It's a new moon today, the last moon cycle of 2013, a good time to reflect on the year thus far and set intentions for the dynamics that will shape the year ahead.
I'd like to believe the Ulupono Initiative has all the best intentions in starting up a demonstration grass-fed dairy farm at Mahaulepu, on land Grove Farm initially slated for the cultivation of taro, a tried-and-true, high-demand crop. Still, I can't help but wonder if it will become a bargaining chip in the hotly-contested Hanalei Ridge resort project. Because, you see, Ulupono is a philanthropic endeavor of billionaire Pierre Omidyar, a major investor in the plan to build a resort and 36 houses on the ridge above Hanalei Bay.
I've always had a hard time reconciling Pierre's interest in promoting both sustainability and the inherently unsustainable ultra-luxe travel market, but he has apparently found a nexus, as in how can you deny me that resort when I've invested $17 million in a dairy farm experiment on the other side of the island?
And nobody has put that kind of money into Kauai ag except for the reviled five — Sygenta, BASF, Dow, DuPont/Pioneer, Kauai Coffee — targeted by Bill 2491.
I'd like to believe the folks behind 2491 and the Big Island ban on new GMO cultivation had the very best intentions in promoting that legislation, but I've been rather disturbed to discover that Monsanto — poster child for bad agricultural practices and the evils of corporatism — emerged from the fray not only unscathed, but in an advantageous position.
That's right. Monsanto quietly negotiated a memorandum of understanding with the Maui Mayor's office that is even more slack than the limp Kauai Agricultural Good Neighbor Program negotiated by the state. And its extensive Oahu operations remain untouched.
So while its competitors — DOW, Syngenta, BASF, DuPont/Pioneer — will be required to disclose pesticide use in great detail, pull land out of production to create buffer zones, and either fight a lawsuit or try to convince the state to do the suing, with all the subsequent bad PR, Monsanto will be enjoying business per usual.
Curious, how prominent Maui County anti-GMO activists like Walter Ritte and Courtney Bruch were fighting so hard for the Kauai and Big Island bills, even as Monsanto was weaseling out in their own backyards. Where was the fury, the outrage, at Maui Mayor Alan Arakawa for negotiating that wimpy MOU, which effectively headed off legislation? I mean, if people are getting sick and dying from biotech pesticides on West Kauai, wouldn't folks living near the fields on Molokai, Maui and Oahu be similarly suffering? So why is Monsanto alone given a free pass to continue as it has?
Meanwhile, I'm sure Monsanto has only the best intentions — as in ensuring steady profits for its shareholders — in launching a new “charm offensive” to improve its tarnished image. As Politico.com reports:
Focusing on serving the agriculture industry with high-yield crops, feeding the world and making a steady profit for its shareholders has served Monsanto well in recent times. But the ostrich approach to public relations has not yielded dividends for the company’s image.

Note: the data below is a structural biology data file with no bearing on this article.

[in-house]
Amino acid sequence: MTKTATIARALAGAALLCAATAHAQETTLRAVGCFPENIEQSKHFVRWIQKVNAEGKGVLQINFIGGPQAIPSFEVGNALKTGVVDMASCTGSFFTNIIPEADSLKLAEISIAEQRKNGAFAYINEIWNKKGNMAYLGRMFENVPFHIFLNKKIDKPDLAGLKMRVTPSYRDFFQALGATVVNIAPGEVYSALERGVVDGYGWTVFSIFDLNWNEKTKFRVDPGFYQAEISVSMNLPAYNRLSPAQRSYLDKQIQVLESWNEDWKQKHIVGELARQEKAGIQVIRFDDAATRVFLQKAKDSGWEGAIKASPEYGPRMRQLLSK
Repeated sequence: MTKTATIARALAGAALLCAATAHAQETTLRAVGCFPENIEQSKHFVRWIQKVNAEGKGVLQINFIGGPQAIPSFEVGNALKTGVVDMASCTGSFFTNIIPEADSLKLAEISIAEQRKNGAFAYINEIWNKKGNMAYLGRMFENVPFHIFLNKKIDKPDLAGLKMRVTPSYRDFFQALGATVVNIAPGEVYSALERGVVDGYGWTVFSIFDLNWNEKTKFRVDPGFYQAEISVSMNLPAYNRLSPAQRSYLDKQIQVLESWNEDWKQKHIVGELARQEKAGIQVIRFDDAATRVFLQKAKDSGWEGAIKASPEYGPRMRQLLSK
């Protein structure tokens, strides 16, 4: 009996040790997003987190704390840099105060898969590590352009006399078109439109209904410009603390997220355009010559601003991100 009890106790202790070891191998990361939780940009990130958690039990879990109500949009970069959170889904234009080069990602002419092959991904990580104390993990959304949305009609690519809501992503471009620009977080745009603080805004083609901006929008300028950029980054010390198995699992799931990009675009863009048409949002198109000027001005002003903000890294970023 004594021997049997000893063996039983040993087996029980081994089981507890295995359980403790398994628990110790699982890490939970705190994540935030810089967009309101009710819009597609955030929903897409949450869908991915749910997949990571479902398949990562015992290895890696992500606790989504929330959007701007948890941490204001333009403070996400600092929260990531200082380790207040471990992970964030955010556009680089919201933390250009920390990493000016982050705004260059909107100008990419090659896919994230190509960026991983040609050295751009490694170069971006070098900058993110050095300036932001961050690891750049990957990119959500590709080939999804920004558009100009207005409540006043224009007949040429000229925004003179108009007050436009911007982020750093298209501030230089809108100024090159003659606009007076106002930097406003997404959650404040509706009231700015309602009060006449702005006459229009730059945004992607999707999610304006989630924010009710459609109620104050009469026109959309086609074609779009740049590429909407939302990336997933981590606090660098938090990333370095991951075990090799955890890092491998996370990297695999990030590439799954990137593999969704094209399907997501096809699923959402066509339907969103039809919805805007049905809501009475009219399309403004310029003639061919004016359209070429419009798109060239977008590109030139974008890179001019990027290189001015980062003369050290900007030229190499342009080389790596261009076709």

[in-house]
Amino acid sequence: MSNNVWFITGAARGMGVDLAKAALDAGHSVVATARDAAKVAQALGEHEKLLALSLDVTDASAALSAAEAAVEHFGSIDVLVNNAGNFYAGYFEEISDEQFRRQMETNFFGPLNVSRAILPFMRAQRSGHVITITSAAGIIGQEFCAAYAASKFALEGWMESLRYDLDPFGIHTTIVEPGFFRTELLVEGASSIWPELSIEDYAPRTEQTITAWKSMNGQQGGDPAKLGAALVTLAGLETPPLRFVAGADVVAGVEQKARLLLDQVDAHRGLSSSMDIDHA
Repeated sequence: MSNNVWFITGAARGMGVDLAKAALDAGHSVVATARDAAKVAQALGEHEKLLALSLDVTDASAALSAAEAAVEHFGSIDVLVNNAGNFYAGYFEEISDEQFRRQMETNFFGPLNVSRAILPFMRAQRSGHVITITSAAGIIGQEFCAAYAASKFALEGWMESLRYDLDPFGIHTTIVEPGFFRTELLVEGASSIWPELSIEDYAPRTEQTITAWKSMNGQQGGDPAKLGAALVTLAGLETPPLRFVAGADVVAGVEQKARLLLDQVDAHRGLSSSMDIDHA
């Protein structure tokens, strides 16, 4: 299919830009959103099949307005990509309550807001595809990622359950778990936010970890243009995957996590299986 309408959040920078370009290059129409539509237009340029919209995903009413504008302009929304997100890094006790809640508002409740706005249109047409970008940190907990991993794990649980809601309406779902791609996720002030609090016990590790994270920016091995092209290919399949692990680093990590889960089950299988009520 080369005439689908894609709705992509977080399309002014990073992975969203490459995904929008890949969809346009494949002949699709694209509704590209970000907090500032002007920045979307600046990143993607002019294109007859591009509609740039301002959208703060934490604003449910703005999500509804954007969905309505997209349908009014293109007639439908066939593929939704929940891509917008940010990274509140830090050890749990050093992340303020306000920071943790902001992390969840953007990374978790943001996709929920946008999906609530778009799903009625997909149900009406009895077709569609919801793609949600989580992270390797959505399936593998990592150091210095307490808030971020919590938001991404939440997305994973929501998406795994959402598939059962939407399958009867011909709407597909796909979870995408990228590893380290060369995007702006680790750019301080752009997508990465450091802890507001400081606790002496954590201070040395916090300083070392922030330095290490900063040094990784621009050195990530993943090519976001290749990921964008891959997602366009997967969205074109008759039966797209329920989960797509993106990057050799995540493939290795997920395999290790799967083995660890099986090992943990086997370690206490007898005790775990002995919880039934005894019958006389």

Monsanto was declared “the most evil corporation of the year” in early 2011 by NaturalNews.com. Earlier this year the company confronted an international “March on Monsanto” Facebook campaign.
Such negative attention, the company observes in a recent Securities and Exchange Commission report, could influence future policy decisions: “The degree of public acceptance or perceived public acceptance of our biotechnology products can affect our sales and results of operations by affecting planting approvals, regulatory requirements and customer purchase decisions,” Monsanto says.
Aaron Perlut, a founder and managing partner of Elasticity, a St. Louis-based consulting firm specializing in reputation management, still thinks Monsanto’s shift toward engaging in the conversation is an important development.
“Typically when I counsel large companies in crisis I would suggest having a reasonable discussion because public opinion tends to side with reasonable parties even in a challenging argument,” Perlut says.
So if you can sufficiently infiltrate and disrupt a well-intentioned movement to make it appear unreasonable.....
And finally, I'd like to believe the University of New Haven has only the best intentions in developing a process to detect possible contaminants in cannabis — except, as the Associated Press reports, the project “is an extension of the law enforcement-related marijuana DNA profiling the school has done over the past five years under a $100,000 grant from the federal Office of National Drug Control Policy's High Intensity Drug Trafficking Areas program. The school created a marijuana DNA profile database that has helped federal authorities determine where illegal pot growers and dealers got their product.”
Which master is the school serving?